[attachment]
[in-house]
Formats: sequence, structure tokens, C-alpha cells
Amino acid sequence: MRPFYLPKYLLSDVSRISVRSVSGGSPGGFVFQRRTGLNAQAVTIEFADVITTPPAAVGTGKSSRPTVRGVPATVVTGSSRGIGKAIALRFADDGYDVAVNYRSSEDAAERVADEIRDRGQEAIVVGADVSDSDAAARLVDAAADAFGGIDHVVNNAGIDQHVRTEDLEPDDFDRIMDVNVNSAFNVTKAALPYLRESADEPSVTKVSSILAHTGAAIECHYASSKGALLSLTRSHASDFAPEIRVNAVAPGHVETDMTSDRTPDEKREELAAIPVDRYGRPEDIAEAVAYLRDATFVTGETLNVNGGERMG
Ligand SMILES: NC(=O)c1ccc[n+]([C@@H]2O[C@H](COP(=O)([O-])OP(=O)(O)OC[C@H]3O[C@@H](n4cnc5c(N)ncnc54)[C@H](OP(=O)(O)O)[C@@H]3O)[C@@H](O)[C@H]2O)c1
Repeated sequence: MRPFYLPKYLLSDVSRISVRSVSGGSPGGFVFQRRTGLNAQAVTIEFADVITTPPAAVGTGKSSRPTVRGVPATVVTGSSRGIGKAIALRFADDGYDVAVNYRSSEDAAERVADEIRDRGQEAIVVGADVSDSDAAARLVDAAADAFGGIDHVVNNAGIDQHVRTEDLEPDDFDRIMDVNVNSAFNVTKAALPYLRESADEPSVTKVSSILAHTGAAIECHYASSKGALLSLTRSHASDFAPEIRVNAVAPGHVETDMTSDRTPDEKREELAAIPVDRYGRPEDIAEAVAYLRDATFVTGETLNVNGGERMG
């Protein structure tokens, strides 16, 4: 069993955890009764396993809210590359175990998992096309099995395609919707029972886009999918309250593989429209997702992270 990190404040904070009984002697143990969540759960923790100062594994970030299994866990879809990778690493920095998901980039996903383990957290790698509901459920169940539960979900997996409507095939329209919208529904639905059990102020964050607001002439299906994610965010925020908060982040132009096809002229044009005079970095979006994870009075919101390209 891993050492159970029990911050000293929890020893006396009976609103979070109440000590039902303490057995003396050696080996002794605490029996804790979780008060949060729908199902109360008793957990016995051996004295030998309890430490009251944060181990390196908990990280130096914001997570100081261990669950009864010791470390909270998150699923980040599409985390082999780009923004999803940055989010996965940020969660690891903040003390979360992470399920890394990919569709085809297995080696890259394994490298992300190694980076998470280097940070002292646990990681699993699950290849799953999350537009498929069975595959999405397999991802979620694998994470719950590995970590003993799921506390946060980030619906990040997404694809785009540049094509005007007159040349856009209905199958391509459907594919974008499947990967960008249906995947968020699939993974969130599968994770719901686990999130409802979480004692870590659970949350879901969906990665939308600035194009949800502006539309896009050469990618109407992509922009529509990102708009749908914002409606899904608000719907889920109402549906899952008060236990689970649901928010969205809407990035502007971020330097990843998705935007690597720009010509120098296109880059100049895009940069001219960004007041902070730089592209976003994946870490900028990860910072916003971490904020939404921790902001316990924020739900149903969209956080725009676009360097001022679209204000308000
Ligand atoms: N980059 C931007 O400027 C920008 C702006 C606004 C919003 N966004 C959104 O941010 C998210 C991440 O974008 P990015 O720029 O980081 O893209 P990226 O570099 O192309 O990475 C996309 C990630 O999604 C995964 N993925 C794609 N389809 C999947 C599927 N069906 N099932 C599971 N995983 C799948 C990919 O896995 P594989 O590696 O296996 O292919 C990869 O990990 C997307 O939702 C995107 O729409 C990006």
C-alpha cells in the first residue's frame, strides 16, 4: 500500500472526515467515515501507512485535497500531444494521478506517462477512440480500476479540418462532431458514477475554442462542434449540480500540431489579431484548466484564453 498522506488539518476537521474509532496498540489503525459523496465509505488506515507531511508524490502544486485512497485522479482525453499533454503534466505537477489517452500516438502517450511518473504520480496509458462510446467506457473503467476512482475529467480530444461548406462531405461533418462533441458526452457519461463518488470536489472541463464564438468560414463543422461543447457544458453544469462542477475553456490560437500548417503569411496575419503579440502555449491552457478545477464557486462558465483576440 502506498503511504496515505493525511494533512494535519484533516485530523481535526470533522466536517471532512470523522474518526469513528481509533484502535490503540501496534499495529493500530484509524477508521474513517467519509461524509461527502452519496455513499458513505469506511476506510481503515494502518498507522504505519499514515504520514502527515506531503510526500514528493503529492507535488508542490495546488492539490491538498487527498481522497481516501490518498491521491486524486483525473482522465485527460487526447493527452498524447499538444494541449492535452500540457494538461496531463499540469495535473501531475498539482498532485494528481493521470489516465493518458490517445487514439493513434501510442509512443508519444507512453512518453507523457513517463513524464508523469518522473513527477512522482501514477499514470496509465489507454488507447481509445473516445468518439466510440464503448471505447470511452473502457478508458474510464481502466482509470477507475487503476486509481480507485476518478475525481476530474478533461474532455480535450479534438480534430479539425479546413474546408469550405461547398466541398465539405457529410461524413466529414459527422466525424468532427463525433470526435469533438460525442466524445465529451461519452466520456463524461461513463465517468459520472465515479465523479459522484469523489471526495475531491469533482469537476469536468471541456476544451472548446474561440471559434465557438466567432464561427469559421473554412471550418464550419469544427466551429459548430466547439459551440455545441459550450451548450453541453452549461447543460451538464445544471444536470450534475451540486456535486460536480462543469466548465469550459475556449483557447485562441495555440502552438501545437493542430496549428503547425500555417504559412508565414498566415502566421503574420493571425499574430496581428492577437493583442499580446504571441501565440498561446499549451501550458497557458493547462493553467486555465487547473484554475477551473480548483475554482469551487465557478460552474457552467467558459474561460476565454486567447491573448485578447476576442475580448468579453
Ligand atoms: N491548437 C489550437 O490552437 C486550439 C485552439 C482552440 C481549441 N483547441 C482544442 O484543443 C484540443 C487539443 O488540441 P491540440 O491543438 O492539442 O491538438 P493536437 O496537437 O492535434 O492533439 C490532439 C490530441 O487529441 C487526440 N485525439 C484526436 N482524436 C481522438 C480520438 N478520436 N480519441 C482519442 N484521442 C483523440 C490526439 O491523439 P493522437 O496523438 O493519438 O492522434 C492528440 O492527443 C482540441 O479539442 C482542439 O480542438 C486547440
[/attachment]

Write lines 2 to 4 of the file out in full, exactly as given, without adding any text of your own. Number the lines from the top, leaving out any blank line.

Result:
Formats: sequence, structure tokens, C-alpha cells
Amino acid sequence: MRPFYLPKYLLSDVSRISVRSVSGGSPGGFVFQRRTGLNAQAVTIEFADVITTPPAAVGTGKSSRPTVRGVPATVVTGSSRGIGKAIALRFADDGYDVAVNYRSSEDAAERVADEIRDRGQEAIVVGADVSDSDAAARLVDAAADAFGGIDHVVNNAGIDQHVRTEDLEPDDFDRIMDVNVNSAFNVTKAALPYLRESADEPSVTKVSSILAHTGAAIECHYASSKGALLSLTRSHASDFAPEIRVNAVAPGHVETDMTSDRTPDEKREELAAIPVDRYGRPEDIAEAVAYLRDATFVTGETLNVNGGERMG
Ligand SMILES: NC(=O)c1ccc[n+]([C@@H]2O[C@H](COP(=O)([O-])OP(=O)(O)OC[C@H]3O[C@@H](n4cnc5c(N)ncnc54)[C@H](OP(=O)(O)O)[C@@H]3O)[C@@H](O)[C@H]2O)c1